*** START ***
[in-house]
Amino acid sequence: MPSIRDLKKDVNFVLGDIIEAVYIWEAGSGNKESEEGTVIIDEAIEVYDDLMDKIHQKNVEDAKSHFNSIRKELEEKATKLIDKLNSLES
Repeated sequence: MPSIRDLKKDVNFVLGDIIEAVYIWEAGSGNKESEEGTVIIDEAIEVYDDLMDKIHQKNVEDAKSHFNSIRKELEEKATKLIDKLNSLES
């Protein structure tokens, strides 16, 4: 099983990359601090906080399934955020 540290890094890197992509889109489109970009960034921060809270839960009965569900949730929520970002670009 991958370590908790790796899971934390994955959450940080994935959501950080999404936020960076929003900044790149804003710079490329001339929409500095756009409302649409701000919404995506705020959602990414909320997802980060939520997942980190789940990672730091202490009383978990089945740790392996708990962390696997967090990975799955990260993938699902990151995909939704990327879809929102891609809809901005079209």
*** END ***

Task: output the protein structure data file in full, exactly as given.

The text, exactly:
[in-house]
Amino acid sequence: MPSIRDLKKDVNFVLGDIIEAVYIWEAGSGNKESEEGTVIIDEAIEVYDDLMDKIHQKNVEDAKSHFNSIRKELEEKATKLIDKLNSLES
Repeated sequence: MPSIRDLKKDVNFVLGDIIEAVYIWEAGSGNKESEEGTVIIDEAIEVYDDLMDKIHQKNVEDAKSHFNSIRKELEEKATKLIDKLNSLES
């Protein structure tokens, strides 16, 4: 099983990359601090906080399934955020 540290890094890197992509889109489109970009960034921060809270839960009965569900949730929520970002670009 991958370590908790790796899971934390994955959450940080994935959501950080999404936020960076929003900044790149804003710079490329001339929409500095756009409302649409701000919404995506705020959602990414909320997802980060939520997942980190789940990672730091202490009383978990089945740790392996708990962390696997967090990975799955990260993938699902990151995909939704990327879809929102891609809809901005079209």